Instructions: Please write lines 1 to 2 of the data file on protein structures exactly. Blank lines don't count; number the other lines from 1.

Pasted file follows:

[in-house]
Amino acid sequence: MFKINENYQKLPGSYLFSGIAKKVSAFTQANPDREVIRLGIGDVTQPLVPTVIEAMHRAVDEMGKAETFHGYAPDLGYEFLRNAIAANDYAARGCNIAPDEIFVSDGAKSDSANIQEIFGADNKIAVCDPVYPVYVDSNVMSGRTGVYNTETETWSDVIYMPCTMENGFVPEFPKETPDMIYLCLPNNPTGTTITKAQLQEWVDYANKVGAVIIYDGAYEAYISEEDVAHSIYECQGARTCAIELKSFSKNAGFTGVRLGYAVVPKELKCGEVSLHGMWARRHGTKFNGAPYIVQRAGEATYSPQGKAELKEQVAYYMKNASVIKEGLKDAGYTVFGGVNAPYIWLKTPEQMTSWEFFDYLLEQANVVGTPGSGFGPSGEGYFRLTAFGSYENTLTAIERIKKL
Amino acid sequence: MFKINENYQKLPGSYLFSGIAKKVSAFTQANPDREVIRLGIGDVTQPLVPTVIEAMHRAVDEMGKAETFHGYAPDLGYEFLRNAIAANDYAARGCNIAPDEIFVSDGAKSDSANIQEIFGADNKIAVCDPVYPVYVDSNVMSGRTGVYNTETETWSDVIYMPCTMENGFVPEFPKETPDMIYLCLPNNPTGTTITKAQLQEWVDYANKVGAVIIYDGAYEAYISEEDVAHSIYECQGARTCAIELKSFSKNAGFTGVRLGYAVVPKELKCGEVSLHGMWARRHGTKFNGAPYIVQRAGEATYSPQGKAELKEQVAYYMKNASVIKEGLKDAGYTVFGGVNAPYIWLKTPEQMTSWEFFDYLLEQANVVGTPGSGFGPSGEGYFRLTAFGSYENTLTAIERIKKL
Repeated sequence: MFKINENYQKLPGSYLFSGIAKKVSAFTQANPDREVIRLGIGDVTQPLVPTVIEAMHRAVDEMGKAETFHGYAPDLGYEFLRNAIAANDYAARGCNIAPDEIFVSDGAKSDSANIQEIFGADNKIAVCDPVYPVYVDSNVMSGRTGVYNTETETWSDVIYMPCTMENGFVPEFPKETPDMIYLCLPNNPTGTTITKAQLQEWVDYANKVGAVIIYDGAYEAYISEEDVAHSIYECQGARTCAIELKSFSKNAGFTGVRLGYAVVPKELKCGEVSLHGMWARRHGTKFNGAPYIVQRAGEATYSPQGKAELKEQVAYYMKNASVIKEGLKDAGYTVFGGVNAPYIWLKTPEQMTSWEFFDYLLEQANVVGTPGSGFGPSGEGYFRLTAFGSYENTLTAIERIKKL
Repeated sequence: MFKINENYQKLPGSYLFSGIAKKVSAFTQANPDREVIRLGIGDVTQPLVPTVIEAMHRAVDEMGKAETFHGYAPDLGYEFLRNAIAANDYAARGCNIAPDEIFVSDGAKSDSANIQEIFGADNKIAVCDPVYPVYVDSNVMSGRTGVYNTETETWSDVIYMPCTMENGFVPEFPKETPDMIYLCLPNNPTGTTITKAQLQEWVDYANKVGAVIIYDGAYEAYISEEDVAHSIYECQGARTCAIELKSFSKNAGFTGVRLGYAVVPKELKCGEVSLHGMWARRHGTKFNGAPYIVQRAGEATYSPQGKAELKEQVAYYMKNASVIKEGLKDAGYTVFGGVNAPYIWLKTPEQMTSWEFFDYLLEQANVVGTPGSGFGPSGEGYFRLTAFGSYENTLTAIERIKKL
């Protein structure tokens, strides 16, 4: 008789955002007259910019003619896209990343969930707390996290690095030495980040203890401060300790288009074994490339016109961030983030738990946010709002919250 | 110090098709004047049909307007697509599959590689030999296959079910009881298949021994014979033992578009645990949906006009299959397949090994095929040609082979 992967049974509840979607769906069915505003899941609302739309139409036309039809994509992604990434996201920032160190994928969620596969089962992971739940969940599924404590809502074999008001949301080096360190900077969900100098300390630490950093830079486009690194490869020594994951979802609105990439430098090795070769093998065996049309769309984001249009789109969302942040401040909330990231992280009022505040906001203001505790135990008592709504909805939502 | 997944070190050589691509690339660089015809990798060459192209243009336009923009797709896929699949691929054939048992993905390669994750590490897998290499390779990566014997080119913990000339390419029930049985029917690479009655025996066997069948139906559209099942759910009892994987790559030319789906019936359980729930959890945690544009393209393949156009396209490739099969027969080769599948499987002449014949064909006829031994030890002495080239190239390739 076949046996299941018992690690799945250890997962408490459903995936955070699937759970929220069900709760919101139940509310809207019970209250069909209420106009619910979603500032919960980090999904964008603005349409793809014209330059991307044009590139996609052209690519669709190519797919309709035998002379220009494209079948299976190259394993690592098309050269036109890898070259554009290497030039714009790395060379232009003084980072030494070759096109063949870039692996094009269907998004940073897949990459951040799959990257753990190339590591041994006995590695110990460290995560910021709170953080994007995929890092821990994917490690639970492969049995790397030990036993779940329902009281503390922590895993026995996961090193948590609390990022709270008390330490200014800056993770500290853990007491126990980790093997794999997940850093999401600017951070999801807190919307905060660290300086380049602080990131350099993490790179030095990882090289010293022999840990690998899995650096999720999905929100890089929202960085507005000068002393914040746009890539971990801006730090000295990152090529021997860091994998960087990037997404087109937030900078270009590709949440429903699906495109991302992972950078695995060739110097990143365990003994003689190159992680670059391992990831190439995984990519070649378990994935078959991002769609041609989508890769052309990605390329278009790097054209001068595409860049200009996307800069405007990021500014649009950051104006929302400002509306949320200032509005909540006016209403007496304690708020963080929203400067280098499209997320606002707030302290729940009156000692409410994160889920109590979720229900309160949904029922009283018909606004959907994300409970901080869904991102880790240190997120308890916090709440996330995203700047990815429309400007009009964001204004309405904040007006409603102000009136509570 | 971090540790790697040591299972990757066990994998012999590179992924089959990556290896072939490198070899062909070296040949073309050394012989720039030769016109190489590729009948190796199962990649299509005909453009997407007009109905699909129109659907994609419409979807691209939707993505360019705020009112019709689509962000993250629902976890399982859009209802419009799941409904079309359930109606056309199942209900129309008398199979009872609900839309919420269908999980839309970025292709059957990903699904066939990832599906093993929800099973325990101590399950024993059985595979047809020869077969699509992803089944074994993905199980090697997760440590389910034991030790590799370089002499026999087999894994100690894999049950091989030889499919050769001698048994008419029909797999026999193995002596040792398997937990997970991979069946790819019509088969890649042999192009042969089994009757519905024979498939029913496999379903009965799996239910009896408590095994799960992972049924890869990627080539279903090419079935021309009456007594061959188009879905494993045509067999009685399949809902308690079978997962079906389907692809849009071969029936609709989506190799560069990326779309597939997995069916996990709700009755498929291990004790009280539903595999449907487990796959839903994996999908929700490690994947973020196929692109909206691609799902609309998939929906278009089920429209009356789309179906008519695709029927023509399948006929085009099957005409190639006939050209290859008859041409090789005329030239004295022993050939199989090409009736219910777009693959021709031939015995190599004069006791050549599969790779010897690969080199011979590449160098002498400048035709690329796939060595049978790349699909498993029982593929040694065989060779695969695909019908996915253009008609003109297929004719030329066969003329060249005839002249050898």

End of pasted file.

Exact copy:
[in-house]
Amino acid sequence: MFKINENYQKLPGSYLFSGIAKKVSAFTQANPDREVIRLGIGDVTQPLVPTVIEAMHRAVDEMGKAETFHGYAPDLGYEFLRNAIAANDYAARGCNIAPDEIFVSDGAKSDSANIQEIFGADNKIAVCDPVYPVYVDSNVMSGRTGVYNTETETWSDVIYMPCTMENGFVPEFPKETPDMIYLCLPNNPTGTTITKAQLQEWVDYANKVGAVIIYDGAYEAYISEEDVAHSIYECQGARTCAIELKSFSKNAGFTGVRLGYAVVPKELKCGEVSLHGMWARRHGTKFNGAPYIVQRAGEATYSPQGKAELKEQVAYYMKNASVIKEGLKDAGYTVFGGVNAPYIWLKTPEQMTSWEFFDYLLEQANVVGTPGSGFGPSGEGYFRLTAFGSYENTLTAIERIKKL